When Heaven Comes to Earth
Have you ever heard the expression “It’s Heaven on Earth”? Well that’s literally what the New Jerusalem will be.
It is probably the best known and most fought over city in the world. The Jewish people cherish it. The Muslims want to take it. The United Nations wants to divide it. Nations are willing to go to war over it.
But the Jerusalem of today is not the final incarnation of the holy city, which actually belongs to God. He has promised a New Jerusalem—a magnificent, enormous city that will descend to Earth; and it will be glorious.
The key Bible book on the New Jerusalem is Revelation, and the first reference to it is 3:12: Jesus told the apostle John to write, “I will write on him the name of My God and the name of the city of My God, the New Jerusalem, which comes down out of heaven from My God.”
The future city will descend from heaven to Earth after the following events take place: seven years of tribulation (described in Revelation 6—19), the Second Coming (19:11–16), the Millennial Kingdom (20:1–10), and the Great White Throne final judgment of the lost (vv. 11–15).
The age following the Millennium (Messiah’s 1,000-year reign), when all things are made new and right, is sometimes referred to as the eternal state; and the New Jerusalem is an integral part of it. In Revelation 21, John described a vision the Lord gave him of this future city. He told of its beauty, location, inhabitants, and its absence of sin and suffering.
The New Jerusalem is described as a “bride adorned for her husband” (21:2), which points to its unsurpassed beauty. It is a great metropolis of matchless glory and brilliant light like that of “a jasper stone, clear as crystal” (v. 11).
It has 12 foundations; and its high wall has 12 gates, three on each side.
Laid out as an even cube, it measures 1,500 miles long, wide, and high, making it enormous (vv. 15–16).1 The United States is 3,200 miles from coast to coast. The New Jerusalem is so massive every side of the cube could extend almost halfway across the United States.
Its walls are of jasper, and the city is of “pure gold” (v. 18). The 12 foundations are adorned with precious stones, such as jasper, sapphire, chalcedony, and emerald (vv. 19–20). Each gate is composed of a single large pearl, and the street of the city is “pure gold, like transparent glass” (v. 21).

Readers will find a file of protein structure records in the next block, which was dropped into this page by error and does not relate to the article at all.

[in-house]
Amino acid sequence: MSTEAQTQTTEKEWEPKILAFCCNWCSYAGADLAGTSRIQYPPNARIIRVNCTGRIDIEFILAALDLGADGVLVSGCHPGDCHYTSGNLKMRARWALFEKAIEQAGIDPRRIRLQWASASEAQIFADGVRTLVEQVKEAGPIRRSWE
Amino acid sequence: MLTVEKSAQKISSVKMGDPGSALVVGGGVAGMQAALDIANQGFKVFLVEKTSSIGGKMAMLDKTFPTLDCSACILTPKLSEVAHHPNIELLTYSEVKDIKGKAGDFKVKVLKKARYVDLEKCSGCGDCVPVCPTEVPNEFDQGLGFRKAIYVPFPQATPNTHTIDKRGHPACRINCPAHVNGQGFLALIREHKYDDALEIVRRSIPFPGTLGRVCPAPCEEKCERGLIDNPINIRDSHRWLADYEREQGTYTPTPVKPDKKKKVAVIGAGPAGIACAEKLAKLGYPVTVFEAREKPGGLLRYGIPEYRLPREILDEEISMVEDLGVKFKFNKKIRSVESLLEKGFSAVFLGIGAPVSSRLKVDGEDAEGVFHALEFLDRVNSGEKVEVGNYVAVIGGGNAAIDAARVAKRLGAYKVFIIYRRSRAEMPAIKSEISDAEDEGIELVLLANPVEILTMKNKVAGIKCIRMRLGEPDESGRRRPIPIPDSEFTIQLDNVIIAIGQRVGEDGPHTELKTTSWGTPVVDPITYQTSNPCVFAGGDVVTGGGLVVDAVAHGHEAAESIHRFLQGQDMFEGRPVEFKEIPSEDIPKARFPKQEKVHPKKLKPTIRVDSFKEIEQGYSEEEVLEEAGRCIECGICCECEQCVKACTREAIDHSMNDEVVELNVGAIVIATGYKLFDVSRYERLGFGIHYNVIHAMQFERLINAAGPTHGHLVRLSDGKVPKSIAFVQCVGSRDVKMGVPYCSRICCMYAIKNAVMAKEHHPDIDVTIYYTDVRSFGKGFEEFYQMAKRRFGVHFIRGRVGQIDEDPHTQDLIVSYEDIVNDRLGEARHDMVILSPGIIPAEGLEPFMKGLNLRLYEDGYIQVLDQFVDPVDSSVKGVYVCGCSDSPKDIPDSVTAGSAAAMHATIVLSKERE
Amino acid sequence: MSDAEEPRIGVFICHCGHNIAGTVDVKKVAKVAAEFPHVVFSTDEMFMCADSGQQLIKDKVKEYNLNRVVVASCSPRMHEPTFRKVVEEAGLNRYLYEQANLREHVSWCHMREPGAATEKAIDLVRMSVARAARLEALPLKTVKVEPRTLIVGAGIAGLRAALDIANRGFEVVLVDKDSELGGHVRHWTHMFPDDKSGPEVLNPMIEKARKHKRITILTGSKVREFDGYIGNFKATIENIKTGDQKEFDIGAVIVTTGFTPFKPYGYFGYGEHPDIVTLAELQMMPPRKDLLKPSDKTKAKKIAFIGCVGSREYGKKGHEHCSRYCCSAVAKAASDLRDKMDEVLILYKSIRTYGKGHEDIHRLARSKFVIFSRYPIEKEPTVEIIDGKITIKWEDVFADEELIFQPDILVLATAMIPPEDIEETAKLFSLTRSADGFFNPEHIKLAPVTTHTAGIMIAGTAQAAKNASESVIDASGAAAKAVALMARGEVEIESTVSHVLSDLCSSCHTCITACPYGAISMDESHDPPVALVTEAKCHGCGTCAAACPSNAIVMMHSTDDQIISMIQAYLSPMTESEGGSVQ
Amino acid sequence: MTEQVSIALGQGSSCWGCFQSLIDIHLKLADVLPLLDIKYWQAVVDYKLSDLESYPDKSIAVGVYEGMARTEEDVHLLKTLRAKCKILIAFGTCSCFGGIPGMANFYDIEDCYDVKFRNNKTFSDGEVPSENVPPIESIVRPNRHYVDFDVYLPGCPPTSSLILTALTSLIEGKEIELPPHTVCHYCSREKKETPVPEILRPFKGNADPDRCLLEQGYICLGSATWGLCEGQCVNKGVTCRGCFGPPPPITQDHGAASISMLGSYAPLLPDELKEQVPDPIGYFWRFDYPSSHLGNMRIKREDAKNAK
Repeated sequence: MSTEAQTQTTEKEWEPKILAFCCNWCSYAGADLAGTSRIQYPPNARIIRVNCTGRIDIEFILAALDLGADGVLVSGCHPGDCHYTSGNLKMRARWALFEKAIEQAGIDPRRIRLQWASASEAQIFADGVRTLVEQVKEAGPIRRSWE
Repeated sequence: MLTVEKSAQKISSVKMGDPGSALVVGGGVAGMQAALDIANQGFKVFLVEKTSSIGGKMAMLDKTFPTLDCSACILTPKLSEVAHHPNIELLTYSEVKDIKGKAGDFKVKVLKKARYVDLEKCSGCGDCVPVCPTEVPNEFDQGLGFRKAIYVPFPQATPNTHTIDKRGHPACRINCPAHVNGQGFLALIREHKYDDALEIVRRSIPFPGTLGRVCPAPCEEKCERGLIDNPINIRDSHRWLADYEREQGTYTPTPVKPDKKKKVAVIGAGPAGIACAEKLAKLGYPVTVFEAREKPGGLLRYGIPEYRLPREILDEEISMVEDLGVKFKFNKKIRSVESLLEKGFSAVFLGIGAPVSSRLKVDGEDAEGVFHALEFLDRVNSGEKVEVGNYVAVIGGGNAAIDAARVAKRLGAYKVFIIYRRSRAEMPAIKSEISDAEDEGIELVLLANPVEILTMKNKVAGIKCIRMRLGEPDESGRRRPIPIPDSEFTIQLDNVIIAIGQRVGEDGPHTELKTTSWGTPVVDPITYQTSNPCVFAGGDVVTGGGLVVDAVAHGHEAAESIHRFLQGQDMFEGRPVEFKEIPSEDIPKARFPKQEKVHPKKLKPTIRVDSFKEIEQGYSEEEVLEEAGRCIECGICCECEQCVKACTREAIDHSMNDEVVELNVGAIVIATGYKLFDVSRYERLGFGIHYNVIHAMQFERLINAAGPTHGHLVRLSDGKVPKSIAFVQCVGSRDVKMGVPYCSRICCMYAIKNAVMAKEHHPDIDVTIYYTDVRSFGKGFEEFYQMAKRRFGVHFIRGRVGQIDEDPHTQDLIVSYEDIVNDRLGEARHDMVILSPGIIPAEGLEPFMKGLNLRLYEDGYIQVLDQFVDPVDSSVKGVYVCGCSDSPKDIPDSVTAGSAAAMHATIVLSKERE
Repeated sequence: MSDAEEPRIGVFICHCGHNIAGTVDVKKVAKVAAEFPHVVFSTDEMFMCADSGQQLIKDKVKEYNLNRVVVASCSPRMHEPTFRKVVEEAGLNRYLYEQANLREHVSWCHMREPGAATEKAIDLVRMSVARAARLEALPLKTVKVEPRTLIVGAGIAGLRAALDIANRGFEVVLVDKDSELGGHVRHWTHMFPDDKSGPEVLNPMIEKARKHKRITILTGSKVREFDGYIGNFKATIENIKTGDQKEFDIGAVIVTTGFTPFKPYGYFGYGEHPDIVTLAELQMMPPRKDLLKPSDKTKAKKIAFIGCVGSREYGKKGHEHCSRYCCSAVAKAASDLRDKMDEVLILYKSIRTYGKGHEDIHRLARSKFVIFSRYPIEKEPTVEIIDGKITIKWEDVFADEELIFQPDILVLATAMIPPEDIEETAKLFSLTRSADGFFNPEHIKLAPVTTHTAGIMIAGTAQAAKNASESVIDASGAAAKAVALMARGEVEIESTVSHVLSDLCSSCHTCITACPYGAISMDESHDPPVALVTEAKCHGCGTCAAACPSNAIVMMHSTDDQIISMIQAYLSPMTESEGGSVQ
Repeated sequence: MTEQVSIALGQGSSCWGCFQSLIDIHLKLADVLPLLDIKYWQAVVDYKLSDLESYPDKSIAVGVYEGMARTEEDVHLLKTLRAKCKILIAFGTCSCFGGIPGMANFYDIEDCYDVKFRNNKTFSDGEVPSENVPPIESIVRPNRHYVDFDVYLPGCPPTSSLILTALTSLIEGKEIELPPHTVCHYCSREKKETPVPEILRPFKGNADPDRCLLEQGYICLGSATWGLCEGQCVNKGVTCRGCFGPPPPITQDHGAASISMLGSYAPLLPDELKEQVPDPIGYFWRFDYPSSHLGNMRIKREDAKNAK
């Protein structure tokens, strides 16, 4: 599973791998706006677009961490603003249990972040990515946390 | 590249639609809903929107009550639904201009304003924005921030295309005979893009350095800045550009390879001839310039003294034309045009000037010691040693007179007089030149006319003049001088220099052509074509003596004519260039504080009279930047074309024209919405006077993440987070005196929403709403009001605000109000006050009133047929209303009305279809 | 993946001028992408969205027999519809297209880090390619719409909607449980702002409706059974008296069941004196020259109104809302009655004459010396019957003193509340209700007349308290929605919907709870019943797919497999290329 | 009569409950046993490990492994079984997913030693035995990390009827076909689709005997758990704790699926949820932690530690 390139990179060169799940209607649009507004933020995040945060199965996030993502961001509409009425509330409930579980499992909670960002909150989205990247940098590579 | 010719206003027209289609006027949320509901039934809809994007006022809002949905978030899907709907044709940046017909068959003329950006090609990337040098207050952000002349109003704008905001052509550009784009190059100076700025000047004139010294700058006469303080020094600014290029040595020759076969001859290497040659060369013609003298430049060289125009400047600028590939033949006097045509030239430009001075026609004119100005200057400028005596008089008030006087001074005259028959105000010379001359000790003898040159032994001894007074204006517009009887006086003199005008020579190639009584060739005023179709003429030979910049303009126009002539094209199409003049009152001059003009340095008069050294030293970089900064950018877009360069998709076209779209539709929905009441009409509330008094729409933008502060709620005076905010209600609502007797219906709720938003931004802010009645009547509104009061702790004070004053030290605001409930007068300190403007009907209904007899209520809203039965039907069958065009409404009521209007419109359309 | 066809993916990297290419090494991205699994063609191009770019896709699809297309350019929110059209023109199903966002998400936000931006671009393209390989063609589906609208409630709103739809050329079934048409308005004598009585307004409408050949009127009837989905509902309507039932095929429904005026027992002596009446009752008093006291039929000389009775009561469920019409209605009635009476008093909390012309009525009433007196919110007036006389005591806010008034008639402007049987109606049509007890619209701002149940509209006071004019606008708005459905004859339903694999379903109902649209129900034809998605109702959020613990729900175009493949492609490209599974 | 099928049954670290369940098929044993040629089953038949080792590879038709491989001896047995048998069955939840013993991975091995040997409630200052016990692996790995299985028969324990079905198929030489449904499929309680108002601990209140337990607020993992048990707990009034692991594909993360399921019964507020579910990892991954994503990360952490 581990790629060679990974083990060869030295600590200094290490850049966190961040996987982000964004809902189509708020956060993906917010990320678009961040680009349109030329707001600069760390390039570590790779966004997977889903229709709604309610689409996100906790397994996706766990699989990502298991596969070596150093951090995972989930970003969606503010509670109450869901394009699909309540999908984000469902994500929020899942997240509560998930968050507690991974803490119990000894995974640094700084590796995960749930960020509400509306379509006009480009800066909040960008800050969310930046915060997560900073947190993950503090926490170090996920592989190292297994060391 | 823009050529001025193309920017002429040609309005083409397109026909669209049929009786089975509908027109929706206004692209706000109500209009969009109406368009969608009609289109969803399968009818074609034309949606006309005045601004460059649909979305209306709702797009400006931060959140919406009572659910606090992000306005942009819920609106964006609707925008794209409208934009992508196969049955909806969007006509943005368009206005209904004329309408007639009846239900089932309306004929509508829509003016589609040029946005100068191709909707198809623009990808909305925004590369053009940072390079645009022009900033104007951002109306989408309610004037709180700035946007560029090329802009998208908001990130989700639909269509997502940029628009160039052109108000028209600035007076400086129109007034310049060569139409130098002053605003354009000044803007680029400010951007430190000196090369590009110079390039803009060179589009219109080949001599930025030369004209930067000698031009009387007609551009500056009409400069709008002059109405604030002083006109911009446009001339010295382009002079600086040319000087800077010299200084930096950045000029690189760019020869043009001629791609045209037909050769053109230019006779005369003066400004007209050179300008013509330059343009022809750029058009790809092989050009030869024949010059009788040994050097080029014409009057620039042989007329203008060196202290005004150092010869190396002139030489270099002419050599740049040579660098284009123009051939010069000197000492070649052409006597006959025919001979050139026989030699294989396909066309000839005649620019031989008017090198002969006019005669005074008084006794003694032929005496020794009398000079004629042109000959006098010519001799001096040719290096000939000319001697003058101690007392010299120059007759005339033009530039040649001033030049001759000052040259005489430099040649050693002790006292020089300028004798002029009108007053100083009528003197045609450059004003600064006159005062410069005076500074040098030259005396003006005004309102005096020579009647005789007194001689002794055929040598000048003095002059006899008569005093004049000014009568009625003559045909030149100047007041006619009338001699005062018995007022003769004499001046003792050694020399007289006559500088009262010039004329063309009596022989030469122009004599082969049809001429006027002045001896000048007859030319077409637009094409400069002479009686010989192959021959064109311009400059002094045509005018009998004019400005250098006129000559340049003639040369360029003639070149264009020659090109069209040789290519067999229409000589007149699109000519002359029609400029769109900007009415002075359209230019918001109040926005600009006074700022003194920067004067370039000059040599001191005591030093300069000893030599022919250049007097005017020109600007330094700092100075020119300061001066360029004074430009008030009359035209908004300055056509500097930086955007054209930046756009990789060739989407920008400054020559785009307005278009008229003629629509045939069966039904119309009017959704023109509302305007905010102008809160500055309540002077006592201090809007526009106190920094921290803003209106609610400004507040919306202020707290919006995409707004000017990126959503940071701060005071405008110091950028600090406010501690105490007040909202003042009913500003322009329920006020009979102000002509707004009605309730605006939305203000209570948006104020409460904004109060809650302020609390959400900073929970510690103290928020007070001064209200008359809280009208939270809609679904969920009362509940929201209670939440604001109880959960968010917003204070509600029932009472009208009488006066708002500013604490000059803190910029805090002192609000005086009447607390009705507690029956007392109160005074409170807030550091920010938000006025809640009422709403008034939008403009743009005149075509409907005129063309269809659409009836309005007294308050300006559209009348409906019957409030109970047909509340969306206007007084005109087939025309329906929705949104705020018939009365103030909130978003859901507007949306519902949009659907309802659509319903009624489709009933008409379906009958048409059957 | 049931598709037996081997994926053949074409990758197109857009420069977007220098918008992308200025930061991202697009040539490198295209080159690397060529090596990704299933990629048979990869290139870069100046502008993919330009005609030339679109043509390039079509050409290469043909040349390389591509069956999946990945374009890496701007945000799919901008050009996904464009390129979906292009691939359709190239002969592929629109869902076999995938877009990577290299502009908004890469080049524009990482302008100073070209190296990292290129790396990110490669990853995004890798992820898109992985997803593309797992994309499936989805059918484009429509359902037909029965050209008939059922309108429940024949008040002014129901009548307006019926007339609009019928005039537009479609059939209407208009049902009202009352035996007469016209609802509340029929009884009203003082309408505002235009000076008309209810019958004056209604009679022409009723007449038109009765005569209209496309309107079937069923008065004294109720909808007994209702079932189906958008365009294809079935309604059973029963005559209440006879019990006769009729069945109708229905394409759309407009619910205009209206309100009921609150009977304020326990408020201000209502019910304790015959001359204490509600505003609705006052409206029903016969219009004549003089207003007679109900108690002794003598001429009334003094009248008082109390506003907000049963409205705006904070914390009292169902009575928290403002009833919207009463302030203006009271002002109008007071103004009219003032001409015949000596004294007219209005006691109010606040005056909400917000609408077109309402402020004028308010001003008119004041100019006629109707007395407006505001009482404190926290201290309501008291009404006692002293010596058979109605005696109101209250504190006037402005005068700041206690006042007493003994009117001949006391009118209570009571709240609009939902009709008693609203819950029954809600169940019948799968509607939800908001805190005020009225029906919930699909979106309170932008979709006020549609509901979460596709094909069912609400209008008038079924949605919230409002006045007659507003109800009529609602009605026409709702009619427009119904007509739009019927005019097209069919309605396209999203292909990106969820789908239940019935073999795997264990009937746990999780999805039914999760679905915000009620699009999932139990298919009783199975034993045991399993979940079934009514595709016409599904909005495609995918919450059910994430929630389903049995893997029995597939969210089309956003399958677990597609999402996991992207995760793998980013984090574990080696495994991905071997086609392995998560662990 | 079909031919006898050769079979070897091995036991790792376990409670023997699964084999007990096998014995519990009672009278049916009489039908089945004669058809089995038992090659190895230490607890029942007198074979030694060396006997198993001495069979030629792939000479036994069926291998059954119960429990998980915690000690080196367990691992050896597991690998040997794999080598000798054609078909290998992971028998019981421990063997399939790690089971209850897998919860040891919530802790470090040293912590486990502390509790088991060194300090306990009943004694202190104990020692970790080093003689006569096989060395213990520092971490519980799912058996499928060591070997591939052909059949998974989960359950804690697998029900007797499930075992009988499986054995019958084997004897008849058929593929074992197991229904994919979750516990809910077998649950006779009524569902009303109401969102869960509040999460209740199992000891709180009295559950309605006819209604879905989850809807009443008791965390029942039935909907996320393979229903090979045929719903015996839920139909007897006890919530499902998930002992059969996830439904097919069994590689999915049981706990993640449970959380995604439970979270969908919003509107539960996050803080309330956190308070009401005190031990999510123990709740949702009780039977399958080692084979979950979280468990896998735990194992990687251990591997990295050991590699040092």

Bible commentator David M. Levy astutely noted, “The walls of jasper and the city of pure gold would look like a sparkling diamond in all its crystalline beauty, designed to reflect the effulgence of God’s radiant glory in every area of the city.”2
New Jerusalem is a literal, physical, and spatial city. Though some of its splendor may symbolize the holiness and brilliance of God, the vast number of details provided suggests it is a literal metropolis.
New Jerusalem is actually heaven (God’s abode) on Earth during the eternal state. After God creates a new Earth, heaven will descend to Earth so that He may dwell with His people forever in a way they have never before experienced:
Behold, the tabernacle of God is with men, and He will dwell with them, and they shall be His people. God Himself will be with them and be their God….The Lord God Almighty and the Lamb are [the city’s] temple. The city had no need of the sun or of the moon to shine in it, for the glory of God illuminated it. The Lamb is its light (vv. 3, 22–23).
God’s presence is so bright the light of the sun and moon are not needed.
Who enjoys God’s presence in the New Jerusalem? Jesus said only those who have thirsted and taken freely of the water of life (v. 6). Believers from throughout the ages will live there with God. (See also Hebrews 11 and 12:22–24.)
This multitude includes church saints (Rev. 21:9–10), a fact also indicated by the names of the 12 apostles on the city’s 12 foundations (21:14); Jewish and other Old Testament believers; and believers from the Tribulation and even the Millennium. “The names of the twelve tribes of the children of Israel” will adorn the city’s 12 gates (v. 12).
Its Absence of Sin and Suffering
God’s presence in the New Jerusalem means the elimination of the curse of sin and death: “God will wipe away every tear from their eyes; there shall be no more death, nor sorrow, nor crying. There shall be no more pain, for the former things have passed away” (v. 4).
Today we live in a sin-cursed environment. But the Lord will eliminate the curse, not only in New Jerusalem but throughout the new earth. No hospitals, funeral homes, graves, diseases, or wars will exist; and Israel finally will dwell in peace.
Nothing will enter the holy city “that defiles, or causes an abomination or a lie, but only those who are written in the Lamb’s Book of Life” (v. 27). And those whose names are written there will “reign forever and ever” in the future city (22:5).
Until then, we must urge unbelievers to trust in the God of Abraham, Isaac, and Jacob through His Son, Messiah Jesus, so they, too, may share in our glorious hope. As many commentators have pointed out, the Bible’s narrative of human existence begins in a garden, but it ends in a brilliant city—the New Jerusalem on a new earth.
- Robert L. Thomas, Revelation 8—22: An Exegetical Commentary (Chicago: Moody, 1995), 466–67.
- David M. Levy, Revelation: Hearing the Last Word (Bellmawr, NJ: The Friends of Israel Gospel Ministry, 1999), 267.